UBC Reports | Vol. 55 | No. 6 | June
Childhood development maps go Web 2.0
By Sean Sullivan
A unique tool that measures early childhood development in British Columbia is moving to the web to make its data more accessible to parents, educators, policy makers and researchers province-wide.
The UBC-based Early Childhood Development Mapping Project creates maps illustrating data about children’s development and connects this data to the socio-economic characteristics of communities where the children live. The maps demonstrate how children develop differently across B.C.
Leading this project is the UBC-based Human Early Learning Partnership (HELP), a research network of more than 200 faculty members, researchers and graduates from six B.C. universities.
To date, these thematic maps have only been available as PDF files. Now, they’re going online as easy-to-use, interactive maps that users can customize to meet their community, school district and decision-making needs.
“We’ve developed these maps to make them easier to read and absorb,” says Jay Douillard, Geospatial Technical Lead for HELP’s mapping project. “This tool has the potential to revolutionize the ways in which educators and policy makers approach early childhood development through its accessibility and ease of use.”
HELP’s data comes from its Early Development Instrument (EDI), which measures the state of children’s development when they enter kindergarten.
Kindergarten teachers complete a checklist for each child in their class, creating an overall picture of physical health and well-being, social competence, emotional maturity, language and cognitive development, and communication skills.
By pooling this data at the neighbourhood and school district levels, researchers can see how well communities and governments are supporting young children and their families in the early years. The online maps allow users to see the EDI results combined with the other data.
The maps also illustrate inequalities that emerge over the first five years of life, according to such factors as family income, parental education, neighbourhood safety and stability, neighborhood socio-economic differences, and access to quality child care and developmental opportunities.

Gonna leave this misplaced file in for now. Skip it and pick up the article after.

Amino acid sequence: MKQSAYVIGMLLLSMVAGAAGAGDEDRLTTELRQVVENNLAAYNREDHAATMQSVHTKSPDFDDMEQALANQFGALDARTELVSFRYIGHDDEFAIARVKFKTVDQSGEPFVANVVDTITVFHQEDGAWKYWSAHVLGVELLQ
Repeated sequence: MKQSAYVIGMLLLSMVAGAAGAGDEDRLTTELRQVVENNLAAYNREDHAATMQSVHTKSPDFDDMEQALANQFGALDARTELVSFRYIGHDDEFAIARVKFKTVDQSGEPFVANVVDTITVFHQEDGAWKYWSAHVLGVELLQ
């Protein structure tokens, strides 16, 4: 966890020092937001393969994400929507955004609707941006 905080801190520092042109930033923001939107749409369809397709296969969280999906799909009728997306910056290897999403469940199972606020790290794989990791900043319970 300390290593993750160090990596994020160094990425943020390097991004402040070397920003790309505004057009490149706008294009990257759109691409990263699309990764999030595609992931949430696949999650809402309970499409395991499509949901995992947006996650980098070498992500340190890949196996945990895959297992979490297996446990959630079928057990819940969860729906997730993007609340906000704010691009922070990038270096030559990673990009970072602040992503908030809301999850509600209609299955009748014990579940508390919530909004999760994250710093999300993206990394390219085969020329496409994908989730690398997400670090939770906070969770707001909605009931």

For example, the maps can show in which Richmond neighbourhoods children are most limited in social development or how residential stability – i.e., the number of families moving in and out—influences the development of children living in and around Victoria.
“By launching web-based maps, our goal is to bring all this information back into these communities where children are being assessed, and to make it relevant for community champions and government ministries,” Douillard says.
Kathy Basaraba, manager of Children First in Prince George, says HELP’s EDI data has heightened her group’s awareness of the differences that exist between neighborhoods in the community.
“The EDI data gave our community specific information that we used when developing community gardens, Preschooler Health Day screening circuits, and early literacy programs,” Basaraba says. “The EDI also helped our community receive capital grants that established new early-learning child-care facilities and family resource centres.”
Children First is a community directed initiative that works to improve the health and development of young children (0-6 yrs) and their families.
Douillard, a UBC Geography alumnus, renders all the maps in-house using free, open source software such as Mapnik and OpenLayers.
“The open source software ties in with our philosophy of keeping our research accessible and participatory,” he says.
Users can share the maps, bookmark them, and email links to those specific to their community. Because it’s all online, the yearly EDI results can be rolled out much faster than before.
“Sometimes it’s hard to make the connection between what happens at a neighbourhood level and what happens at a provincial level,” says Douillard.
“Our web-based maps make this information more accessible.”
For more information visit maps.earlylearning.ubc.ca